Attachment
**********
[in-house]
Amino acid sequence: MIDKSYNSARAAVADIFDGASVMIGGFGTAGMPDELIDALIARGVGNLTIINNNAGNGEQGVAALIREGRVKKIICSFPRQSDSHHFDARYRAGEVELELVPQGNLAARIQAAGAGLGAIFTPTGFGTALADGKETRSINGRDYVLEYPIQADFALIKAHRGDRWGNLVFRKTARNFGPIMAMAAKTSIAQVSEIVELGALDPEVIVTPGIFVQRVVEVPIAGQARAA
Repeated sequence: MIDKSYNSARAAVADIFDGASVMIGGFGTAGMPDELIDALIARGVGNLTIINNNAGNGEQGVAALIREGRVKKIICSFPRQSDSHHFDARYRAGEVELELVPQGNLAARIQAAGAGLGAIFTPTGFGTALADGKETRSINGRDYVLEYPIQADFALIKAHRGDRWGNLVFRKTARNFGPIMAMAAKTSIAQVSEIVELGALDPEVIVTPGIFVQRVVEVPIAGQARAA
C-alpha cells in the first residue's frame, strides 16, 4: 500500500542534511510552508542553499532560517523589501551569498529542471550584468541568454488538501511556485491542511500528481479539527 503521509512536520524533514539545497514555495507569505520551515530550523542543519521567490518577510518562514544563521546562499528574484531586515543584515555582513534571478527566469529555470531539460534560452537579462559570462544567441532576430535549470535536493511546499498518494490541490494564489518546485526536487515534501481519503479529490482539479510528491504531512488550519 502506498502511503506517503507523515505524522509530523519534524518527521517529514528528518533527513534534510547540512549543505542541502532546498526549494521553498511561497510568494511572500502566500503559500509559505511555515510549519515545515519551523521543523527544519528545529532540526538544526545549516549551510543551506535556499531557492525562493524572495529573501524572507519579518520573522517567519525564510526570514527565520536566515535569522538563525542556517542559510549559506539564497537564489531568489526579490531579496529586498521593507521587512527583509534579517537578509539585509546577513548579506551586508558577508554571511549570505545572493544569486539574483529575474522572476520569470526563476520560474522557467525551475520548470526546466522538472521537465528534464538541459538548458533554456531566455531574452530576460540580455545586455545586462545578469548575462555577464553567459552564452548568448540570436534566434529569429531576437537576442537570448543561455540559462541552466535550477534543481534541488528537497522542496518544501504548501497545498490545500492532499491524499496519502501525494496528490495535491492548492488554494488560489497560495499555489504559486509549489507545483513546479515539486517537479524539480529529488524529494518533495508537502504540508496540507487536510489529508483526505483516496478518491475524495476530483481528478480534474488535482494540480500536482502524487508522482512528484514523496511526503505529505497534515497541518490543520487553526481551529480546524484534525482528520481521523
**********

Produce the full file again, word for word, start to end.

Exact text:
[in-house]
Amino acid sequence: MIDKSYNSARAAVADIFDGASVMIGGFGTAGMPDELIDALIARGVGNLTIINNNAGNGEQGVAALIREGRVKKIICSFPRQSDSHHFDARYRAGEVELELVPQGNLAARIQAAGAGLGAIFTPTGFGTALADGKETRSINGRDYVLEYPIQADFALIKAHRGDRWGNLVFRKTARNFGPIMAMAAKTSIAQVSEIVELGALDPEVIVTPGIFVQRVVEVPIAGQARAA
Repeated sequence: MIDKSYNSARAAVADIFDGASVMIGGFGTAGMPDELIDALIARGVGNLTIINNNAGNGEQGVAALIREGRVKKIICSFPRQSDSHHFDARYRAGEVELELVPQGNLAARIQAAGAGLGAIFTPTGFGTALADGKETRSINGRDYVLEYPIQADFALIKAHRGDRWGNLVFRKTARNFGPIMAMAAKTSIAQVSEIVELGALDPEVIVTPGIFVQRVVEVPIAGQARAA
C-alpha cells in the first residue's frame, strides 16, 4: 500500500542534511510552508542553499532560517523589501551569498529542471550584468541568454488538501511556485491542511500528481479539527 503521509512536520524533514539545497514555495507569505520551515530550523542543519521567490518577510518562514544563521546562499528574484531586515543584515555582513534571478527566469529555470531539460534560452537579462559570462544567441532576430535549470535536493511546499498518494490541490494564489518546485526536487515534501481519503479529490482539479510528491504531512488550519 502506498502511503506517503507523515505524522509530523519534524518527521517529514528528518533527513534534510547540512549543505542541502532546498526549494521553498511561497510568494511572500502566500503559500509559505511555515510549519515545515519551523521543523527544519528545529532540526538544526545549516549551510543551506535556499531557492525562493524572495529573501524572507519579518520573522517567519525564510526570514527565520536566515535569522538563525542556517542559510549559506539564497537564489531568489526579490531579496529586498521593507521587512527583509534579517537578509539585509546577513548579506551586508558577508554571511549570505545572493544569486539574483529575474522572476520569470526563476520560474522557467525551475520548470526546466522538472521537465528534464538541459538548458533554456531566455531574452530576460540580455545586455545586462545578469548575462555577464553567459552564452548568448540570436534566434529569429531576437537576442537570448543561455540559462541552466535550477534543481534541488528537497522542496518544501504548501497545498490545500492532499491524499496519502501525494496528490495535491492548492488554494488560489497560495499555489504559486509549489507545483513546479515539486517537479524539480529529488524529494518533495508537502504540508496540507487536510489529508483526505483516496478518491475524495476530483481528478480534474488535482494540480500536482502524487508522482512528484514523496511526503505529505497534515497541518490543520487553526481551529480546524484534525482528520481521523